On May 20, the U.S. Dept. of Labor won a consent order and judgement in which four trustees of a Portage, Indiana, union agreed to repay nearly $500,000 to the pension plan they ran. The trustees, Andre Joseph, Raymond Sierra, David Lynch and Edward Rentz, resigned from the pension and welfare plan of Local 1969 of the Intl. Longshoremen’s Assn, and are permanently barred by the order from serving on any benefit plan. Yet all four still serve as officials and agents of either the local or intl. unions.
“The trustees violated one of the most fundamental rules of ERISA, [The Employment Retirement Income Security Act] that assets of employee benefit plans may be used only to pay benefits and legitimate plan expenses,” said Secretary of Labor Elaine Chao.
In the suit, first filed May 22, 2002, DOL charged that the trustees authorized $3.475 million in loans to parties-in-interest Michael A. Daher and John S. Dunsmoor, who had power of attorney over the pension plan account. Daher and Dunsmoor co-owned Qualified Investment Ltd., a Nevada corporation through which they purchased a residential development and other undeveloped property in Mesquite, Nev. According to DOL, the price paid by the union trustees was highly inflated. In addition, DOL accused the trustees of paying Dunsmoor over $10,000 in legal fees to recover what Dunsmoor, who wasn’t licensed to practice law, claimed were misspent funds. Finally, DOL charged that the trustees paid for union and other non-plan expenses from the benefit fund.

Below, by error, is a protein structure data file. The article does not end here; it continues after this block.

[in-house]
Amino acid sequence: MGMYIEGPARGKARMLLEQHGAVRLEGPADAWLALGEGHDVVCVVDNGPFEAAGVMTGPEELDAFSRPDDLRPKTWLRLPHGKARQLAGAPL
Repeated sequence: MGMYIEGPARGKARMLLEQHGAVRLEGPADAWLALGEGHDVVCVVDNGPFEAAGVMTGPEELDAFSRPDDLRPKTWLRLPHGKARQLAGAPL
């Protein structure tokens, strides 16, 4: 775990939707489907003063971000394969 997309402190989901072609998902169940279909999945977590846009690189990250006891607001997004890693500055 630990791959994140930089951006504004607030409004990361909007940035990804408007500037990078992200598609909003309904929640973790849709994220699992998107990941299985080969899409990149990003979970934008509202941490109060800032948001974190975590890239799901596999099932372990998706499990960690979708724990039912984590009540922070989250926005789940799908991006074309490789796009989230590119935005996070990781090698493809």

Dunsmoor had already been ordered to repay over $1 million to the employee benefit plan, while Daher was ordered to repay over $1.6 million. In the May 20 order, the four union trustees agreed to repay $497,225. DOL spokeswoman Sharon Morrissey would not say whether the four union officials will join Daher and Dunsmoor, who have already pled guilty to criminal violations in connection with the Nev. investments. [DOL, 5/27/03: Northwest Indiana Times, 5/29/03]